Mobile users are extremely busy, often multitasking and rarely shopping for pure leisure. Therefore, convenience and ease of navigation are the key differentiators between mobile websites that delight users and those that cause them to go back to Snapchat.
Mobile shoppers will move on to your competitor’s website to make a purchase if they can’t reach their goal within a few taps. If the experience is not optimized for ease of use, they simply will not transact.
Of particular importance to eCommerce companies is the design and performance of product detail pages (PDP) on mobile. Too often, a retailer will optimize their homepage only to serve PDP pages that fail to accommodate the unique idiosyncrasies of the mobile web. Additionally, many mobile designs will slash key product information from the desktop version of sites, selling their products short in the process.
To overcome these common pitfalls and build mobile PDPs that drive conversions, please check out these best practices and must-haves for Mobile PDPs.
Mobile PDP Best Practices
1. Keep all product information from desktop website: Change the way information is presented to make it handy and actionable on a smaller screen but don’t remove any valuable product details. 65% of smartphone users agree that when conducting a search on their smartphones, they look for the most relevant information regardless of the company providing the information. 51% of smartphone users have purchased from a company or brand other than the one they intended to simply because they received a more relevant experience there.
2. Use quality pictures: Though the screen on a smartphone is smaller, quality of aesthetics still reigns supreme. To compensate for the smaller screen, give your visitors the ability to zoom in on images. The best option is to have flexible zoom allowing to make the picture full screen by double-tapping it and to use two finger pinch zoom to enlarge it even more.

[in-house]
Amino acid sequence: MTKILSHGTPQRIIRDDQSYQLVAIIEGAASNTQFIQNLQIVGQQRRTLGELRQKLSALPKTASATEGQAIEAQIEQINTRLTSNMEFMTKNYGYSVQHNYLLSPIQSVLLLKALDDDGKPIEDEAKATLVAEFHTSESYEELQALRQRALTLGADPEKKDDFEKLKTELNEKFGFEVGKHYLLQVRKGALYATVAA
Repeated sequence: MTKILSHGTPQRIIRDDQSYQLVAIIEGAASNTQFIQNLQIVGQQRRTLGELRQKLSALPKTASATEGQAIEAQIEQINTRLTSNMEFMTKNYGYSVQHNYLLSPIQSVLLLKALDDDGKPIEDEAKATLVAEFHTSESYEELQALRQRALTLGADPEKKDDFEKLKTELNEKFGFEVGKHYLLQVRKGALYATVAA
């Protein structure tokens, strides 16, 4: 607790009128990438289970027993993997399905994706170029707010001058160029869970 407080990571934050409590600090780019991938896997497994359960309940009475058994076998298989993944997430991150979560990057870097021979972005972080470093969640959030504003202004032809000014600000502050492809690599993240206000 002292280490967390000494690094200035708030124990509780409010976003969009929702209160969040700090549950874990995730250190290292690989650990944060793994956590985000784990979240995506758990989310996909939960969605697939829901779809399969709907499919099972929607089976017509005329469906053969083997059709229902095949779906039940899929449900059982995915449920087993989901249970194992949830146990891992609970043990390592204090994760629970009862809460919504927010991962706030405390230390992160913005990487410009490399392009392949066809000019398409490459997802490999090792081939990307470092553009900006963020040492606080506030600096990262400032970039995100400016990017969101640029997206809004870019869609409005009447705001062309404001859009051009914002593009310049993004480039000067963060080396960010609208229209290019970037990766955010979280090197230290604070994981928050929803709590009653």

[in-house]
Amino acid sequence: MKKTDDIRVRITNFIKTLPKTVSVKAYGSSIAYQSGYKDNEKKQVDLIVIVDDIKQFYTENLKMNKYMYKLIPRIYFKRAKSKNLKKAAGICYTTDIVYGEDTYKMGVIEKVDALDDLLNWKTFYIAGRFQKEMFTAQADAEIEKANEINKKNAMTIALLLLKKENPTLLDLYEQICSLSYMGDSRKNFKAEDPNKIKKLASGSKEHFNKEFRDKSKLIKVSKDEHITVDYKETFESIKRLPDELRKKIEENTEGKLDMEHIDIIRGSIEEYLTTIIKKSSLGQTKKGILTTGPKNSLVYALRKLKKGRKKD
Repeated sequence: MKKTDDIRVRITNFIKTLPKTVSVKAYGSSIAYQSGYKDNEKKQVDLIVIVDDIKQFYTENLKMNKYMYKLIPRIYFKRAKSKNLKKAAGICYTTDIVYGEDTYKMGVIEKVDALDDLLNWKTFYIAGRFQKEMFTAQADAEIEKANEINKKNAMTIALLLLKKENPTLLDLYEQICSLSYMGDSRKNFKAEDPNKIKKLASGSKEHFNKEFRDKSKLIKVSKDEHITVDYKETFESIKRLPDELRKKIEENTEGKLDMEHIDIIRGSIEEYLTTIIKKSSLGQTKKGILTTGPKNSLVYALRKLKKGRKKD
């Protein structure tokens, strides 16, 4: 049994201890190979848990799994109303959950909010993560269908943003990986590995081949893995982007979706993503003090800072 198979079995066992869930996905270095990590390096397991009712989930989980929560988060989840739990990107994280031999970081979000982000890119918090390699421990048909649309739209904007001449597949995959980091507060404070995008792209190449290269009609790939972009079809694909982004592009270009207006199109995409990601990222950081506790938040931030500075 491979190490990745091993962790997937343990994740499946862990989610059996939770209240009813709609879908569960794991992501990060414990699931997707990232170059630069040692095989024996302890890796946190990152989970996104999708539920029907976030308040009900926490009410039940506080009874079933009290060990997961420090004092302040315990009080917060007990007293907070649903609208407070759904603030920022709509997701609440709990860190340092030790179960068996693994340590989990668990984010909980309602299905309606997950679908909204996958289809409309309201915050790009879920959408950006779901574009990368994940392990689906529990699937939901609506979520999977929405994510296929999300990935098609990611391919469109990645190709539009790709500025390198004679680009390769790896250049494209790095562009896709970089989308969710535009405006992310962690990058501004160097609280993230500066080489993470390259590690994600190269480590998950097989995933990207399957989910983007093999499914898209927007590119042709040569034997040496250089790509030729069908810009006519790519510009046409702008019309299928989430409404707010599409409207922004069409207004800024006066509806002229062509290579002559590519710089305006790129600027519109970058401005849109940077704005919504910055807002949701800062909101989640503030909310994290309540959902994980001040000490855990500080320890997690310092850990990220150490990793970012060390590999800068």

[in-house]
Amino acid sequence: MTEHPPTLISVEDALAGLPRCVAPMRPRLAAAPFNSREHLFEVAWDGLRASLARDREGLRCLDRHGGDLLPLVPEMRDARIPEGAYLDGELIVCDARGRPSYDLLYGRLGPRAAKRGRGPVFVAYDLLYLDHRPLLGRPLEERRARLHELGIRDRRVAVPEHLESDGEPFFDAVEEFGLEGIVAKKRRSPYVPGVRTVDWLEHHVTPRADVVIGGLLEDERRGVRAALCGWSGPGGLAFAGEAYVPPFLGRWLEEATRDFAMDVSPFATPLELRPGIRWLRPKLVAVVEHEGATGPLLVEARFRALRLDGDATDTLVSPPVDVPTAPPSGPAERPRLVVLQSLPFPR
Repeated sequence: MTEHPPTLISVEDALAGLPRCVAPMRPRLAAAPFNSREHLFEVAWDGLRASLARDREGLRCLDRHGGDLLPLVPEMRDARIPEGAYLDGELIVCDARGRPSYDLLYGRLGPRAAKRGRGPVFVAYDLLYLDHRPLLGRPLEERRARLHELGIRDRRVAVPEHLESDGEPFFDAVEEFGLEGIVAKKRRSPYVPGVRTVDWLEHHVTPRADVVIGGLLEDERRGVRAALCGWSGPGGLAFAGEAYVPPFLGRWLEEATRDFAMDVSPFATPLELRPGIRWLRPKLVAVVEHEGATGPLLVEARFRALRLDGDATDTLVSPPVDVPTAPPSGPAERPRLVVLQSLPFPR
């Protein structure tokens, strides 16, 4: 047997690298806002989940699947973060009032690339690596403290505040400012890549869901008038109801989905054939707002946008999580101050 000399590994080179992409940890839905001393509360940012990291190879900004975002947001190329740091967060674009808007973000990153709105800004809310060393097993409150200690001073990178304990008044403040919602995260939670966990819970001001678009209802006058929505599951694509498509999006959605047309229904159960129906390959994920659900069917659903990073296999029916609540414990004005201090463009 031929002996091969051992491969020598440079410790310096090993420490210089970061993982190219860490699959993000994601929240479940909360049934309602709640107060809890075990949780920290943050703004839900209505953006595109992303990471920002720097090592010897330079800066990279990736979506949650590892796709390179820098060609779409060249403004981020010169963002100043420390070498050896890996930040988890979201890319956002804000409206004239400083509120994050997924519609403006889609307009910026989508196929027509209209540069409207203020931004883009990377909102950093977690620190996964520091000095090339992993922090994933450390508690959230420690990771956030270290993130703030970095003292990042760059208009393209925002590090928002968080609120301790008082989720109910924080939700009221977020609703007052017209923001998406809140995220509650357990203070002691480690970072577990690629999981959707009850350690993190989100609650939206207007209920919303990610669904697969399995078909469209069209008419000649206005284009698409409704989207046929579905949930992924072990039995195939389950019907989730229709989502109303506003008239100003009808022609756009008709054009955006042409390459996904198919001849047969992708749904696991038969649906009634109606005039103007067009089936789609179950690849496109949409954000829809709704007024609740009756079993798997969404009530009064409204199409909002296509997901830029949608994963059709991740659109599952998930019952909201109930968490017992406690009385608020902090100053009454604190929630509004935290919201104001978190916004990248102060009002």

3. Save data and bring users back to context! Save data within the session so that if a mobile visitor loses her connection to the internet she doesn’t have to look for and add all the products to the cart again. Additionally, be sure to save data for logged in users (and encourage them to register or log in showing this as a benefit) so that they can add products to the cart on mobile and see all the same products in their cart on desktop. Today’s shopper toggles between devices but expects one seamless experience. Starting a session from scratch when a user logs in is a sure-fire way to lose a sale.
4. Prominently feature recommendations: On mobile devices, visitors often feel more comfortable tapping on recommended products, rather than spending a lot of time browsing the site. As a result, recommendations can be even more effective on mobile than on desktop and should be a cornerstone of your PDP
5. Use icons instead of text for big lists of options: Tap-optimized dropdowns or overlays for choosing sizes, colors, and bundles take less screen estate on your product page and are a more intuitive design
6. Pay attention to your back button: If hitting back causes a user to lose his session entirely, frustration will ensue and could reflect negatively on your brand. Be cognizant of what will happen when a user presses the back button (since this is such a common action), especially if you are using overlays.
7. Encourage completion of purchases on other devices: With much less screen estate and the absence of a proper keyboard on a mobile phone, often users prefer to complete orders on desktops. While it’s a good idea to incentivize mobile checkouts, the visitor should be provided with the opportunity to move across devices smoothly while they shop.
Mobile PDP Checklist
Optimize your Mobile PDPs for Action
When a user is on a mobile PDP, she is actively engaging with your products. Thus, it is vital to create a path from PDP to checkout that is as seamless as possible to increase conversion rates, average revenue per user, and average order value.
Given the propensity of mobile visitors to abandon their carts, a “buy now” button is an extremely helpful tool to try and quickly jump users through several stages of the purchase funnel. Using a buy now button in addition to an add to cart button on mobile PDPs can cut down on items that are placed in carts and forgotten and drive easy conversions. However, the effectiveness of a buy now button depends on the site. If the average number of products in an order on an ecommerce site is high, a “buy now” button can decrease AOVs by taking a user to checkout before she is done shopping. Ultimately, it comes down to leveraging data on how your mobile shoppers transact and constructing your PDP page accordingly.
As more traffic shifts to smaller screens, optimizing all aspects of your mobile site will be essential to building experiences that engage your user base. Given the wealth of information on product pages, optimizing PDPs for action can no longer be an afterthought for ecommerce companies – it must be core to your onsite strategy.